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U.S. Peer review panel agrees on the classification of antimony trioxide as a carcinogen



Grapg showing the World production trend for antimony since 1900
Figure: World production trend for antimony
(C) Leyo - U.S. Geological Survey
Antimony substances are used extensively as flame retardants, and also in lead batteries, plastics, paints, glass and ceramics, brake pads, semiconductors and ammunition.

Regulators have been worried about their potential to cause lung cancer since the 1970s, when incidence among smelter workers was found to be higher than for the general population. Antimony trioxide is typically used as a proxy for the group, which includes antimony sulfide and antimony metal, for the purposes of risk assessment.

The US National Toxicology Program (NTP) has recently finalized a two-year inhalation carcinogenicity study on Antimony Trioxide (ATO). Based on the draft results of this study, it appeared that the existing dataset on ATO would meet the three criteria which would justify a possible reclassification as carcinogen. The peer review panel consisting of six persons reviewed the draft Report on Carcinogens (RoC) monograph from the National Toxicology Program on 24 January.

Peer Review of NTP's draft RoC monograph:
According to the actions statement, they voted unanimously in favour of NTP’s draft RoC monograph with respect to:
  • the level of evidence conclusion that the data available from studies in humans are inadequate to evaluate the relationship between human cancer and exposure specifically to antimony trioxide or other antimony compounds;
  • the level of evidence conclusion of sufficient evidence of carcinogenicity for antimony trioxide from studies in experimental animals; and
  • the preliminary policy decision that antimony trioxide should be listed in the Report on Carcinogens as 'reasonably anticipated to be a human carcinogen' based on sufficient evidence from studies in experimental animals and supporting mechanistic data.

The animal data showed increases in the incidences of tumours in several organs of rats and mice exposed to antimony trioxide by inhalation. Enhanced number of tumors were observed for lung, skin and white blood cells in mice, and for lung and adrenal gland in rats. The review panel also agreed with the statement that a significant number of people living in the US are exposed to antimony trioxide.

The NTP received three comments during the consultation period. These came from a group of medical toxicology researchers at Drexel University College of Medicine in Philadelphia, Caroline Braibant at the International Antimony Association (i2A) and Campine, a Belgian company producing antimony products.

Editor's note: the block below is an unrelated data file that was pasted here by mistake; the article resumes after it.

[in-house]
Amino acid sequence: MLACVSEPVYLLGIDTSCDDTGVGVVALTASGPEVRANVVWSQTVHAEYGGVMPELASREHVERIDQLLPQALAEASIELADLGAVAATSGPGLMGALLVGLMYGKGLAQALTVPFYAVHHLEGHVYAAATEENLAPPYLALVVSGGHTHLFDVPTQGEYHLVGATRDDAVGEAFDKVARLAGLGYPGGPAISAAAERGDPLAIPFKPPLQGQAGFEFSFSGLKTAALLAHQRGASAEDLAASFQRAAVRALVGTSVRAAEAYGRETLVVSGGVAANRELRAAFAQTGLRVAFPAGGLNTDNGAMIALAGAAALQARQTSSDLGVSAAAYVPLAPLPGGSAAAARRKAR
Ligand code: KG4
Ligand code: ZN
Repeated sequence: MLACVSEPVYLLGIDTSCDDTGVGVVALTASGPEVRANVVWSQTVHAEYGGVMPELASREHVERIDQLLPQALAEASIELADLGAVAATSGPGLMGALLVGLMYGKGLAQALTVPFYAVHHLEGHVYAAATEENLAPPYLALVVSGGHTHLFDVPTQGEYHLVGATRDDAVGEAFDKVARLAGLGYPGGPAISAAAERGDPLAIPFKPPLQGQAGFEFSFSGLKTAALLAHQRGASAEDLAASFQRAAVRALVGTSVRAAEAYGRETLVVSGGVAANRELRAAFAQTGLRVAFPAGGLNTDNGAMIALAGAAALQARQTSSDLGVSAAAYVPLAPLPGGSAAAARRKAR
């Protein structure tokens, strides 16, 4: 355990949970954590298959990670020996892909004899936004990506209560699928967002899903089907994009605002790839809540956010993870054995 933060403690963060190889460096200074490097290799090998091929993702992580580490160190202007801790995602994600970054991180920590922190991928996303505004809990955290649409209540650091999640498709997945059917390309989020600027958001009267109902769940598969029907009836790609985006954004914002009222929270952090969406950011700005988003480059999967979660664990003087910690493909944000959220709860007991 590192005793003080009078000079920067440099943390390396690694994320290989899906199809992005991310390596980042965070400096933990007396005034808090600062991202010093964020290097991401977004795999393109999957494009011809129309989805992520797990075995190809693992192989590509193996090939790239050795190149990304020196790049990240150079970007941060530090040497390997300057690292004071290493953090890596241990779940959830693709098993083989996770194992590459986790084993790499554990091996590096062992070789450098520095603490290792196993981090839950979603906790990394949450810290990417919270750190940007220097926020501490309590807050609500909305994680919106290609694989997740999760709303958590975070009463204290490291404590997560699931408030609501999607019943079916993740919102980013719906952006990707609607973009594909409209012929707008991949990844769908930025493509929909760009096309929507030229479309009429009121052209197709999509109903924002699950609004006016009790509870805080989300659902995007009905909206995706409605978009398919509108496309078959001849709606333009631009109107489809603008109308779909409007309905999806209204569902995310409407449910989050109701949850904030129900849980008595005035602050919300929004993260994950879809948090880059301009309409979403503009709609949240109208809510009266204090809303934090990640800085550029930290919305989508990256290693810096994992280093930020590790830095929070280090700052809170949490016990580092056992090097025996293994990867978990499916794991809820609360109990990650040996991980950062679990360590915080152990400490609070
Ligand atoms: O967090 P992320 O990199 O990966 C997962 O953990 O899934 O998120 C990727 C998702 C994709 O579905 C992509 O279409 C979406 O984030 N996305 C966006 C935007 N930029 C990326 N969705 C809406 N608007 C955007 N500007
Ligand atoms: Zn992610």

While the researchers from the Drexel University College of Medicine had only minor points of criticism, Ms Braibant from i2A said there were factual inaccuracies in the draft monograph and that she had significant reservations regarding:
  • The summary statistics provided of current patterns of antimony trioxide consumption, use and occupational exposure.
  • The absence of data defining particle size distributions in the occupational setting and comparative analysis of particle size effects in studies with experimental animals.
  • Potentially erroneous extraction of data from the primary scientific literature.
  • Conclusions that non-pulmonary neoplastic lesions in the NTP (2017) inhalation bioassays are specific effects induced by antimony trioxide.
  • The validity of the genotoxicity studies conducted during the course of the recent NTP antimony trioxide inhalation bioassays.

Campine said that it routinely collected worker health data, under Belgian legislation, which it had screened and subsequently drawn conclusions to them. The following conclusions have been made:

  • Relationship  between  changes  in  pulmonary  function  parameters  and  years  of  exposure were weak.
  • There were no clear relationships between mean urinary antimony concentration and
    • changes in pulmonary function parameters
    • liver function 
  • On the basis of the existing information of chest X-ray’s  (on a yearly basis for more than 20 years) no pulmonary lesions were detected.

The company said it was preparing a publication based on the data and asked the panel to delay its review to include the information.

The outcome of this review process could be significant in the EU, where the German REACH and CLP competent authority, Bundesanstalt für Arbeitsschutz und Arbeitsmedizin (BAuA), is to begin evaluating antimony trioxide – along with antimony sulfide and antimony metal – in March. Industry is concerned that the results could lead to stricter regulation.

Related information

NIEHS/NIH: National Toxicology Program: Monograph on Antimony Trioxide, October 2018
International Antimony Association: February 21, 2020: i2a observations on the October 2019 ATSDR Toxicological Profile for Antimony and Antimony Compounds
INCHEM: Toxicity of Antimony Trioxide
IARC: Monography on Antimony Trioxide and Antimony Trisulfide
NIOSH: Toxicity of Antimony Compounds

 Related EVISA Resources

Link database: Toxicity of antimony

Link database: Industrial use of antimony

Related News

April 14, 2010: Antimony mine disaster 
September 18,2008: REACH Update: List of 300 chemicals of very high concern
August 16, 2006: Toxic antimony species found in beverages stored in PET containers

last time modified: November 27, 2023


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